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A simulation tool for Thin films transistors based on network of nanotubes or nanowires

Launch Tool

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Archive Version 1.6
Published on 31 May 2011
Latest version: 1.9. All versions

doi:10.4231/D3X921J3D cite this

This tool is closed source.



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NanoNET is a tool to simulate the Nanobundle Network Thin Film Transistors (NB-TFTs). Random networks of carbon nanotubes with thousands of tubes and random orientation can be simulated using this tool. The final answer can be compactly formulated in the formula shown in the picture. Here ID is current and LC and LS is channel length and tube length of the transistor and m is the current exponent.

For a normal Si MOSFET, m = 1 and the current is simply inversely proportional to channel length. But for these nanotube networks, m > 1 is also possible. Indeed, m = 1 for very high density networks but the value of m increases with decreasing tube density of the network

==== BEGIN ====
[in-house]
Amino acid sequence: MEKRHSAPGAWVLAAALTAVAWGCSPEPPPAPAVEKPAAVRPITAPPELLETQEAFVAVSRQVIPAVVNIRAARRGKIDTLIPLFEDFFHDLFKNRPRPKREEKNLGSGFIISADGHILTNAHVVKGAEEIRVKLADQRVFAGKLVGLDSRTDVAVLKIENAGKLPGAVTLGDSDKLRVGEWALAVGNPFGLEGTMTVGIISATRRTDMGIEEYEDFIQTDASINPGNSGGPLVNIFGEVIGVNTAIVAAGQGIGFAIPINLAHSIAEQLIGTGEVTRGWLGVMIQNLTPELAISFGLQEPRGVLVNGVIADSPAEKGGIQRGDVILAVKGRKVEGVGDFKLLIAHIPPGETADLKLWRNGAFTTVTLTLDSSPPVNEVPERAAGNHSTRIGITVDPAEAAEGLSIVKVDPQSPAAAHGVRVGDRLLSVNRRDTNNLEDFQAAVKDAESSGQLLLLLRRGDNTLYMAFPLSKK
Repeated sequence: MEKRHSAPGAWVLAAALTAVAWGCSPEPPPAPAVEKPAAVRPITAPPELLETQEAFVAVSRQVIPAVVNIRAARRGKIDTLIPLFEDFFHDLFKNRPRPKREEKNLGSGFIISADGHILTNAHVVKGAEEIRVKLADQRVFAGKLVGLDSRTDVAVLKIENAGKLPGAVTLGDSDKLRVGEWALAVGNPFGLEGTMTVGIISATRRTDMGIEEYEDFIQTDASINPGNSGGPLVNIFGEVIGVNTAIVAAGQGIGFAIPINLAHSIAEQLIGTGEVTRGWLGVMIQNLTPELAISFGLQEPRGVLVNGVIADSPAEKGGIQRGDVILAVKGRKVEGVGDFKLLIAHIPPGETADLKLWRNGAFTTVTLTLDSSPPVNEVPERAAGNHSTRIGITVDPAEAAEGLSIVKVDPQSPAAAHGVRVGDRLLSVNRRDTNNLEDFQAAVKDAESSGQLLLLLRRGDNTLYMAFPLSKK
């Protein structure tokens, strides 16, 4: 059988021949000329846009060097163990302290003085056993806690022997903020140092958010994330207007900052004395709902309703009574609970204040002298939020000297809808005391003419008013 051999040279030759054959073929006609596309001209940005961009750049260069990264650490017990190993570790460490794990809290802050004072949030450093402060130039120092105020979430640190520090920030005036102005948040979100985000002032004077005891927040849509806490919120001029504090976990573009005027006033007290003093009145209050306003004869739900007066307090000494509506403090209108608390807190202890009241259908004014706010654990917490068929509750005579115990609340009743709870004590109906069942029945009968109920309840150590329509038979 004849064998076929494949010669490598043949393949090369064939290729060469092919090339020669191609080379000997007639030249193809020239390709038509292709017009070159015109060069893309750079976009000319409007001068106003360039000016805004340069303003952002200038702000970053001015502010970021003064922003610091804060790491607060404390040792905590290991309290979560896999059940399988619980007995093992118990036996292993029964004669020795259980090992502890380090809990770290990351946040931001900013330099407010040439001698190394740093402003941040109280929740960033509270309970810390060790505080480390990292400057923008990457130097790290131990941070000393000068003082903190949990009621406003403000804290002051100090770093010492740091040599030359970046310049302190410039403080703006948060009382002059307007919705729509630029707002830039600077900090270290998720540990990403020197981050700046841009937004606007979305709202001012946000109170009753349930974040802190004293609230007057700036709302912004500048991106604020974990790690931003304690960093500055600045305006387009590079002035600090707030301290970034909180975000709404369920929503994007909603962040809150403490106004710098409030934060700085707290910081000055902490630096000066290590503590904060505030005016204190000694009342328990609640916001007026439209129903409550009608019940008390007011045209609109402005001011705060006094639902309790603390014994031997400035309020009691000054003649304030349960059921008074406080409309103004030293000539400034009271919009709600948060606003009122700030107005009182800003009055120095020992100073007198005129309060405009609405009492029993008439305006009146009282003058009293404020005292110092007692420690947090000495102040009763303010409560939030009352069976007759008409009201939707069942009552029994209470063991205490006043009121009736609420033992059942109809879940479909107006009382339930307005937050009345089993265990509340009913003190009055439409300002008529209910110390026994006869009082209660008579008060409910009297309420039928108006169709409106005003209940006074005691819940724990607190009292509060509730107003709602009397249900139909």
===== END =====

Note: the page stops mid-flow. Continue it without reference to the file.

This abnormal behavior can be simply understood as follows:

When the density of tubes is very high, most of the tubes take part in conduction and the current simply doubles on halving the channel length. But for a lower density network, there are some islands of pools of nanotubes that are not taking part in the conduction which start to connect as channel length is reduced. So not only the average path length reduces, but the number of paths also goes up with decreasing channel length which causes this super-linear increase in the current with channel length or m > 1.

The smaller the density, the more pronounced is this effect and higher is the m.

Tags, a resource for nanoscience and nanotechnology, is supported by the National Science Foundation and other funding agencies. Any opinions, findings, and conclusions or recommendations expressed in this material are those of the author(s) and do not necessarily reflect the views of the National Science Foundation.